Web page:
Extrapolation from the very few instances in which REITs have been the subject of unsuccessful takeover bids is not a good predictive tool. The sample is too small and involves a variety of special situations and circumstances. Recent successful REIT takeover defenses hinged not on REIT-specific issues but rather on the opposition of a significant number of shareholders to an inadequate bid, shareholder preference for an alternative transaction or other unique circumstances. The broader universe of public companies that have experienced unsolicited bids is a better framework for understanding current takeover dynamics. The lesson from that broader universe is that few companies are takeover proof; boards must be prepared for the eventuality of a possible takeover approach; and be realistic and well-advised about the legal and market realities of unsolicited bids.
REITs generally have so-called “ownership limitations” or “excess share” provisions in their charters designed to preserve their tax benefits. If properly implemented these provisions can and generally do serve as a form of takeover defense. Indeed, some state statutes validate such charter ownership provisions, including for non-tax purposes, and some REITs have specifically disclosed that such provisions may be used for anti-takeover purposes. However, excess share provisions are largely untested as anti-takeover defenses and may be inherently vulnerable because of their grounding in the tax code or the specific manner in which they are drafted. Indeed, some ownership limitation provisions even require a board to exempt an acquirer who so requests unless the board makes a determination that the exemption would jeopardize REIT qualification. The bottom line is that ownership limitation provisions - even when specifically authorized by statute or designed for anti-takeover purposes - are unlikely to be more powerful or robust than other common takeover defenses such as a rights plan and may often be less so. It would be unwise to assume that such provisions or REIT status more generally will provide immunity from the normal operation of the market for corporate control, particularly in the context of non-coercive, fully financed offers.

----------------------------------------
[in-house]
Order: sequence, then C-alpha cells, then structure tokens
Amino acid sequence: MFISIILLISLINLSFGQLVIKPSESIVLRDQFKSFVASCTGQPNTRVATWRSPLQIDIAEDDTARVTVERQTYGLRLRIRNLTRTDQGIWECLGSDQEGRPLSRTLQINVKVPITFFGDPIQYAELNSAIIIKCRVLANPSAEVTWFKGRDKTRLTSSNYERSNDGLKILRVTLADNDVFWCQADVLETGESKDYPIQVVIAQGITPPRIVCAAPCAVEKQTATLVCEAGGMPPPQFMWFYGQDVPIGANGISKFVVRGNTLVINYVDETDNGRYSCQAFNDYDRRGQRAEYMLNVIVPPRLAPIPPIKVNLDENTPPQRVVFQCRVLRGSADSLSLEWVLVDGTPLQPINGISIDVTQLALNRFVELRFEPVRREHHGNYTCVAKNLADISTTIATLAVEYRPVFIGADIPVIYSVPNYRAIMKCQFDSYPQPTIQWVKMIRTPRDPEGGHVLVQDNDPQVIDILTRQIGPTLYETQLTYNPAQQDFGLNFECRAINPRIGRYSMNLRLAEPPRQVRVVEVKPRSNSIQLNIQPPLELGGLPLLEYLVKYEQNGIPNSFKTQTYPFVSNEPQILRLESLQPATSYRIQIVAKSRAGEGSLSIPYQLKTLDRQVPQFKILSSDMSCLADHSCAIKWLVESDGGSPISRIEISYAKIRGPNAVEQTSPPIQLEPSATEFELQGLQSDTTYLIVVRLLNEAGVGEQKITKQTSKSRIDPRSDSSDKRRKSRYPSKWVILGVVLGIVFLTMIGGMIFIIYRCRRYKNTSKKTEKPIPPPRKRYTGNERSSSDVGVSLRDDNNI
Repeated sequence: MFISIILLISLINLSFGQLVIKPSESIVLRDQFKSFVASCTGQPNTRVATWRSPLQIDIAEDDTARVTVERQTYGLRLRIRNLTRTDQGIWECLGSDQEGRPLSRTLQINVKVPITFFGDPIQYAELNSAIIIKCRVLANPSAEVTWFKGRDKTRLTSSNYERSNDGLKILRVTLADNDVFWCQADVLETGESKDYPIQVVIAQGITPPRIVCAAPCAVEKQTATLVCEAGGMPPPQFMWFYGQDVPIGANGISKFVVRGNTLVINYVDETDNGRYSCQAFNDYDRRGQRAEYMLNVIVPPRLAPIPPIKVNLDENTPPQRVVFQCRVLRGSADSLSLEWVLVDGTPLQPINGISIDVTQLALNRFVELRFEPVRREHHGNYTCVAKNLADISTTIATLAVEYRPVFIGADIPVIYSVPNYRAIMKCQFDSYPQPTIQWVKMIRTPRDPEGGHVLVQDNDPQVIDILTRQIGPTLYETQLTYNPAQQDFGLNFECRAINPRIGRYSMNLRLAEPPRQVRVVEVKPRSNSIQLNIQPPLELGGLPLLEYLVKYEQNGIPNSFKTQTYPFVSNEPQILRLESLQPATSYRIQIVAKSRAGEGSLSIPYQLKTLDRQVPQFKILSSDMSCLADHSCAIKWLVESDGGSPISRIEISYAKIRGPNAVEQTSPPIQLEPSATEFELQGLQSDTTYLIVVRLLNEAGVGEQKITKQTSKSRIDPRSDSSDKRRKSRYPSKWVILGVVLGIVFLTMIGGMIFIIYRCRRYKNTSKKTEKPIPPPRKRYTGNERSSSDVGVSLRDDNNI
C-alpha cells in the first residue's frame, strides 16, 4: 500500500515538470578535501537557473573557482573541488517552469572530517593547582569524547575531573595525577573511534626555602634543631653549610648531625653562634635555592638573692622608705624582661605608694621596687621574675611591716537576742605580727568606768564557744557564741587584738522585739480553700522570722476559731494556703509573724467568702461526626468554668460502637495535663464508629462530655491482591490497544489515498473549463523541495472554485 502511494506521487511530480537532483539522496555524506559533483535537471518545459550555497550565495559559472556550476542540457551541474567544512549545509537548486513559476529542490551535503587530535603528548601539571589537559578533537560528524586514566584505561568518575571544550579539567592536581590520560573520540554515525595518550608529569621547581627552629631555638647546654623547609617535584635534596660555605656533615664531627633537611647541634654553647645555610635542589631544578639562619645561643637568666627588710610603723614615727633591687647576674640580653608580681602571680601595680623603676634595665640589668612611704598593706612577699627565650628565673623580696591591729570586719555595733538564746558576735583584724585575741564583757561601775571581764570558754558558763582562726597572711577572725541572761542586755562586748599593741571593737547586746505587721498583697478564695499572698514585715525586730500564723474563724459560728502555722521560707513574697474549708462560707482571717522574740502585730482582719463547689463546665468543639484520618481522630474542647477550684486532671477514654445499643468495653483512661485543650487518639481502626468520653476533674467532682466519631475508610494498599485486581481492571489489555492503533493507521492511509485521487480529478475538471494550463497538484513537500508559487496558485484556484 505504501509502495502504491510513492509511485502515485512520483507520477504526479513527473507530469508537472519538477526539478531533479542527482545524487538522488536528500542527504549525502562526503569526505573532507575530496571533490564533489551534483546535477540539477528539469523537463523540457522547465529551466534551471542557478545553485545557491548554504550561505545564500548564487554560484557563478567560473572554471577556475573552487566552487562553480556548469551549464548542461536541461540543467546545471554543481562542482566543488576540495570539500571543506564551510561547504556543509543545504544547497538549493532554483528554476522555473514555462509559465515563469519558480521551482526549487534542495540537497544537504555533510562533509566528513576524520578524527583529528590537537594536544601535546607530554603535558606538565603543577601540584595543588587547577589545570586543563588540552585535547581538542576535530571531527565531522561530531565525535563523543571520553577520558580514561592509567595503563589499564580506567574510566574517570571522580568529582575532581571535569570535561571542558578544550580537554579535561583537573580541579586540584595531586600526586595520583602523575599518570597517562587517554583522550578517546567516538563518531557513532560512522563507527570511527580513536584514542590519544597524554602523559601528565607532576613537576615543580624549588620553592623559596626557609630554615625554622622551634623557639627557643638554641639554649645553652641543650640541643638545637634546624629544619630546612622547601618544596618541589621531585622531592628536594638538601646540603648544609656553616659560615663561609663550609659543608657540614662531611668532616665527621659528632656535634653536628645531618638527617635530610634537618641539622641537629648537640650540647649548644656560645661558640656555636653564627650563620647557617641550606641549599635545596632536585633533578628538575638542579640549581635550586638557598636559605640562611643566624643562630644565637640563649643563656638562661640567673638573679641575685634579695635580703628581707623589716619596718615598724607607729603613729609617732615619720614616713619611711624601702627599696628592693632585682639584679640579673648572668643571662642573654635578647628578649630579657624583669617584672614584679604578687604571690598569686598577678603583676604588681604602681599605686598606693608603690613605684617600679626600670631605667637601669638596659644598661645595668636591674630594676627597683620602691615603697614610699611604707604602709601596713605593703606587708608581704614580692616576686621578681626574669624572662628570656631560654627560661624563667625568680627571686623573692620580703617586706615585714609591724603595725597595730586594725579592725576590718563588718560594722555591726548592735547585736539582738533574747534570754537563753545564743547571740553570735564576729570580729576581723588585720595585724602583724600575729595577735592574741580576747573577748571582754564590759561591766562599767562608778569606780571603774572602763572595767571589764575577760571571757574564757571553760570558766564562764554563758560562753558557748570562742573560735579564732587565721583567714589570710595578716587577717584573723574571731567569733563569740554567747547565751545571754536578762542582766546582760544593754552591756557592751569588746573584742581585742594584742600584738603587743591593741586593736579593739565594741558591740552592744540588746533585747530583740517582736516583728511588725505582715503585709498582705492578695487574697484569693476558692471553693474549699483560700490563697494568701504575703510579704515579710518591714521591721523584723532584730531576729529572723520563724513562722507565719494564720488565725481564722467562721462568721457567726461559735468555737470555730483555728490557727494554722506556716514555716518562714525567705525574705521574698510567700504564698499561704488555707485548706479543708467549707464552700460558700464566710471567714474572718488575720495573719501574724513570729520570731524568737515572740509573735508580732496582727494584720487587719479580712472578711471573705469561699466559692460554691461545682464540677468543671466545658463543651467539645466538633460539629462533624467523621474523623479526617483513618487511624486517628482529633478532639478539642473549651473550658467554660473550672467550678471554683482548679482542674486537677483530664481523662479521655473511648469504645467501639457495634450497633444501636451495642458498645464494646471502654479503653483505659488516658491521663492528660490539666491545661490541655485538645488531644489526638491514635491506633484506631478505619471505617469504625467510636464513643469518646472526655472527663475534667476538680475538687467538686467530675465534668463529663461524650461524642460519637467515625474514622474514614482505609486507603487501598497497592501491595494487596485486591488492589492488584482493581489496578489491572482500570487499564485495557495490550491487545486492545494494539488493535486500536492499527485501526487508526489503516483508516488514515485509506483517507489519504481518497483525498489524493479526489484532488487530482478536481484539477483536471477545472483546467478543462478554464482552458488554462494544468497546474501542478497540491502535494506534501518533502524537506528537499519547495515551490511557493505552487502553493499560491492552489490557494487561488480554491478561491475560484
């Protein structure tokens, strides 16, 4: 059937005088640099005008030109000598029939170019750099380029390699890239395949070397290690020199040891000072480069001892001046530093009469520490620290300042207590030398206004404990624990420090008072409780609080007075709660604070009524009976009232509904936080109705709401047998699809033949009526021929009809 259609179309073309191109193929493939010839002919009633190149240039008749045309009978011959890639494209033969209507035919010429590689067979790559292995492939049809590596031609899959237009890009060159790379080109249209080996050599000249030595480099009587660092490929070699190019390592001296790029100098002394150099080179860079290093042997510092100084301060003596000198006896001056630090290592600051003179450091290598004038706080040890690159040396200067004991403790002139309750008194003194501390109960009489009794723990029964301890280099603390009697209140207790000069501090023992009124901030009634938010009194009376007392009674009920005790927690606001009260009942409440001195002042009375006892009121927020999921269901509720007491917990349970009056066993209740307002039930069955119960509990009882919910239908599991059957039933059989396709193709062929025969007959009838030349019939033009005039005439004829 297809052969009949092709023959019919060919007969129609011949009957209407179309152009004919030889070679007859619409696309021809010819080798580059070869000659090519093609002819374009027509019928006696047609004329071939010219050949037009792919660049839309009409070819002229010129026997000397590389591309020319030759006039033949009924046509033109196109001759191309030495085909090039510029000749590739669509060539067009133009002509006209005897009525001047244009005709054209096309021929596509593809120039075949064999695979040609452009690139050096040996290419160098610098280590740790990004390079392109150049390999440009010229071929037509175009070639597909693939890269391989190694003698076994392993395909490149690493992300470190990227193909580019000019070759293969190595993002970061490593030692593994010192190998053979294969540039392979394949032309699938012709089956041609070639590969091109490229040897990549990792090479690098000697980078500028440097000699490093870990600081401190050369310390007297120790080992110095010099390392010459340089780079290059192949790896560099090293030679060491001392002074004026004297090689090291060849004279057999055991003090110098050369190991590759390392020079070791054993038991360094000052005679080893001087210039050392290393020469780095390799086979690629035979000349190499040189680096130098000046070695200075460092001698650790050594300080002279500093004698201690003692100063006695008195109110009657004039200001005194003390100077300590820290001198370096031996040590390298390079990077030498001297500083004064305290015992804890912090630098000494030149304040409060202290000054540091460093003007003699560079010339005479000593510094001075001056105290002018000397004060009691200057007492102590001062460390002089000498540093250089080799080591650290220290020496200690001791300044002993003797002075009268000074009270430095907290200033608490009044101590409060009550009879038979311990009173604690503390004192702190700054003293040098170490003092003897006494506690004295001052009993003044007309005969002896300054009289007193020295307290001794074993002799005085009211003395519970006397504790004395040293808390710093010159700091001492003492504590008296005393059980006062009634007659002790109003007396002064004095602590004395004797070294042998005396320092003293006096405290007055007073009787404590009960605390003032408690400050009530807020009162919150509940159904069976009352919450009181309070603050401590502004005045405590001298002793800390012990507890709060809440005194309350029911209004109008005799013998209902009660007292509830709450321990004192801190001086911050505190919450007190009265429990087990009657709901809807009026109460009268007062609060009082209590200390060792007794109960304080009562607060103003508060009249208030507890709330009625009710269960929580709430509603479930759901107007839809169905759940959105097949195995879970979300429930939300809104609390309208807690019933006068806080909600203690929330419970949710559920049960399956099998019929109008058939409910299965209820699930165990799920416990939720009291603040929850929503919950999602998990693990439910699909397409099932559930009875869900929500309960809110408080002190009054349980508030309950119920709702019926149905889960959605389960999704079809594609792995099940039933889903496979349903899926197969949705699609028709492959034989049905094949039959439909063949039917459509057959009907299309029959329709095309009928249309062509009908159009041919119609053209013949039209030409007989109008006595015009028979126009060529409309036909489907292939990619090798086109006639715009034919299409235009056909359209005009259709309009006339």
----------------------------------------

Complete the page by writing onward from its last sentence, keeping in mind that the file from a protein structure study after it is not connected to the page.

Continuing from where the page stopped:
When an unsolicited takeover approach is received, directors of REITs and other target corporations have a central role in evaluating any proposed transaction and the alternatives available to the corporation. The role is an active one, however, and not one that can be premised on anything other than a clear-eyed view of the realities today facing public companies - including REITs - in the takeover context. These include importantly the current attitudes of the large institutional shareholders, and the willingness of shareholders to act aggressively with respect to boards of directors, at annual meetings and between annual meetings. Absent special circumstances, inside ownership or show-stopper defenses, a board which is faced with a bona fide transaction, proposed by a determined suitor and desired by shareholders, but which offers no alternative transaction or corporate transformation, will come under intense pressure.
Failure of publicly traded corporations to prepare for a takeover attempt exposes the company and reduces the company’s ability to control its own destiny. Boards of both potential targets and acquirers need to assemble a team of trusted advisors, plan in advance for possible takeovers, and be realistic about the legal and market dynamics for widely held REITs.
David M. Einhorn
Adam O. Emmerich
David E. Shapiro
David B. Silva